New EU project against drugs and organized crime launched in Kyrgyzstan

BISHKEK (TCA) — More than 25 high-level officials from Kyrgyzstan and the EU on April 27 discussed enhanced support and cooperation being provided by a new Project financed by the European Union, designed to address issues relating to the reduction of both drug demand and drug supply in Kyrgyzstan and Central Asia, the Delegation of the European Union to the Kyrgyz Republic said.

The Project, which is funded under the Instrument contributing to Stability and Peace (IcSP), shall support Kyrgyzstan in the implementation of the 2030 Agenda for Sustainable Development (SDG 16.a), the 2016 UNGASS Outcome Document on the World Drug Problem and the 2012 Vienna Declaration.

The Project, EU Action against Drugs and Organised Crime (EU-ACT) has identified Kyrgyzstan as a key country to cooperate with, and additionally act as a regional hub in Central Asia for the Project activities. To this end, a close cooperation is envisaged with relevant Kyrgyz institutions, namely the Ministry of Internal Affairs, State Committee for National Security; Ministry of Justice; General Prosecutor’s Office; Ministry of Health; and Ministry of Education.

Following the meeting, a working group of experts from the above institutions is to be set up. This group will identify the most urgent and important measures that need to be addressed to prevent and combat drug trafficking, and also to reduce drug demand in Kyrgyzstan. This working group will drive the planning and the activities of the EU-ACT Project in Kyrgyzstan.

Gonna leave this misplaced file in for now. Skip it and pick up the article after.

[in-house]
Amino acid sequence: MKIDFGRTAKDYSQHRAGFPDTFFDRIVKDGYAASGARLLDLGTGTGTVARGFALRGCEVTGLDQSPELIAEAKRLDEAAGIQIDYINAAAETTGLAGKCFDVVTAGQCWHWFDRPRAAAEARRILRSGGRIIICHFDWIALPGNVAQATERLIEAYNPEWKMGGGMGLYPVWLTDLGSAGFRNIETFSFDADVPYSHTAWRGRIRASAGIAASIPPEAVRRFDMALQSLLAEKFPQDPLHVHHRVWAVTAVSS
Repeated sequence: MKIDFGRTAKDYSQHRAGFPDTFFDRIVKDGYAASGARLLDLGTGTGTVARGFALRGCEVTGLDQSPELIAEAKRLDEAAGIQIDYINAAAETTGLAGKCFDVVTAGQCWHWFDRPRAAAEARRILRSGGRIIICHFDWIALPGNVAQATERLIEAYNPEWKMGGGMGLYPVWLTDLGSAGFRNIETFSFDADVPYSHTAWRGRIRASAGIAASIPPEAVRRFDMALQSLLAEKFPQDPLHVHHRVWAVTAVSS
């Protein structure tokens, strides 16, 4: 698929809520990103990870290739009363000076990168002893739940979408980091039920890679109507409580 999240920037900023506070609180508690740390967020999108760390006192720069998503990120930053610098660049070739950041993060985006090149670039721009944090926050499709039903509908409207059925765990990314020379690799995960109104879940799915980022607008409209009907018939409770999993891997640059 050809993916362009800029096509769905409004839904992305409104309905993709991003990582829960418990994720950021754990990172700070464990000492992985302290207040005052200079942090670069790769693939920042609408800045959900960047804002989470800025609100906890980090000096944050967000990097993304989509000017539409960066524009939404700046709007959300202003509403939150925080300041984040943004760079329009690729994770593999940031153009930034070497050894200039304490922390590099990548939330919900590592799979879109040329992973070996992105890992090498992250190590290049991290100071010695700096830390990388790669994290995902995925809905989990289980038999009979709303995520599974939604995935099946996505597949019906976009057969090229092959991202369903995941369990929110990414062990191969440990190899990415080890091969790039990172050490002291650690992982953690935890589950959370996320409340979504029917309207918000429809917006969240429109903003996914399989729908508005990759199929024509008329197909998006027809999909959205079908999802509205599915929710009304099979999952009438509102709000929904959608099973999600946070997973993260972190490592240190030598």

A Partnership involving relevant authorities and institutions from France, Italy, Spain and the United Kingdom will implement the EU-ACT Project, with the Project being led by the International and Ibero-American Foundation of Administration and Public Policies (FIIAPP).

Sergey Kwan


Sergey Kwan has worked for The Times of Central Asia as a journalist, translator and editor since its foundation in March 1999. Prior to this, from 1996-1997, he worked as a translator at The Kyrgyzstan Chronicle, and from 1997-1999, as a translator at The Central Asian Post.
Kwan studied at the Bishkek Polytechnic Institute from 1990-1994, before completing his training in print journalism in Denmark.

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